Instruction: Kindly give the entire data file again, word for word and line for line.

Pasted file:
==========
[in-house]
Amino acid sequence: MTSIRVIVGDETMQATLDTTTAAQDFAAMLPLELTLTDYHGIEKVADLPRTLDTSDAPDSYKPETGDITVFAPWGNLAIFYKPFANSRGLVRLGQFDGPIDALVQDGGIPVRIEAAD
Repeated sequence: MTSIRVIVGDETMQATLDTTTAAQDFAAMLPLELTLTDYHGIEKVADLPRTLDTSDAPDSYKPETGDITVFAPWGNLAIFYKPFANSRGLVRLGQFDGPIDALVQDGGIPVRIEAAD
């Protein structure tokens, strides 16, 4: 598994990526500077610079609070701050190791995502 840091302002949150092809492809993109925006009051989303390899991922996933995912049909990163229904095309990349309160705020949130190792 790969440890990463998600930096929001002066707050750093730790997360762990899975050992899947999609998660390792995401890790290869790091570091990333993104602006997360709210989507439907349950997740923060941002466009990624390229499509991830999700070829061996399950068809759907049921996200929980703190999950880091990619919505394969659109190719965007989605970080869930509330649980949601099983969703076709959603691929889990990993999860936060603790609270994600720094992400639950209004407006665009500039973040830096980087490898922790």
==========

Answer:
[in-house]
Amino acid sequence: MTSIRVIVGDETMQATLDTTTAAQDFAAMLPLELTLTDYHGIEKVADLPRTLDTSDAPDSYKPETGDITVFAPWGNLAIFYKPFANSRGLVRLGQFDGPIDALVQDGGIPVRIEAAD
Repeated sequence: MTSIRVIVGDETMQATLDTTTAAQDFAAMLPLELTLTDYHGIEKVADLPRTLDTSDAPDSYKPETGDITVFAPWGNLAIFYKPFANSRGLVRLGQFDGPIDALVQDGGIPVRIEAAD
């Protein structure tokens, strides 16, 4: 598994990526500077610079609070701050190791995502 840091302002949150092809492809993109925006009051989303390899991922996933995912049909990163229904095309990349309160705020949130190792 790969440890990463998600930096929001002066707050750093730790997360762990899975050992899947999609998660390792995401890790290869790091570091990333993104602006997360709210989507439907349950997740923060941002466009990624390229499509991830999700070829061996399950068809759907049921996200929980703190999950880091990619919505394969659109190719965007989605970080869930509330649980949601099983969703076709959603691929889990990993999860936060603790609270994600720094992400639950209004407006665009500039973040830096980087490898922790």